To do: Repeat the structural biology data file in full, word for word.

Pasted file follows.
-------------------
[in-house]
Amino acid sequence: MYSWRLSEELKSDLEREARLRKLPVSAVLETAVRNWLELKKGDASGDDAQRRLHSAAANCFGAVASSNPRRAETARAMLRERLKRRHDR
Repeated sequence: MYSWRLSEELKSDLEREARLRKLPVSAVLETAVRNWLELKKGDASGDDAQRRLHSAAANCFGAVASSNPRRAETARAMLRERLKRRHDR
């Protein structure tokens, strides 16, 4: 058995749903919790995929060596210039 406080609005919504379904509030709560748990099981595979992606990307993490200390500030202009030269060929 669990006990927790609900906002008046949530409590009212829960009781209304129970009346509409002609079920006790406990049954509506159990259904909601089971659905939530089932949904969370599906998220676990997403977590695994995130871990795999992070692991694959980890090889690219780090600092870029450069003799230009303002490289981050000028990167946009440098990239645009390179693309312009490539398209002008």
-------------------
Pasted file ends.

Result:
[in-house]
Amino acid sequence: MYSWRLSEELKSDLEREARLRKLPVSAVLETAVRNWLELKKGDASGDDAQRRLHSAAANCFGAVASSNPRRAETARAMLRERLKRRHDR
Repeated sequence: MYSWRLSEELKSDLEREARLRKLPVSAVLETAVRNWLELKKGDASGDDAQRRLHSAAANCFGAVASSNPRRAETARAMLRERLKRRHDR
């Protein structure tokens, strides 16, 4: 058995749903919790995929060596210039 406080609005919504379904509030709560748990099981595979992606990307993490200390500030202009030269060929 669990006990927790609900906002008046949530409590009212829960009781209304129970009346509409002609079920006790406990049954509506159990259904909601089971659905939530089932949904969370599906998220676990997403977590695994995130871990795999992070692991694959980890090889690219780090600092870029450069003799230009303002490289981050000028990167946009440098990239645009390179693309312009490539398209002008």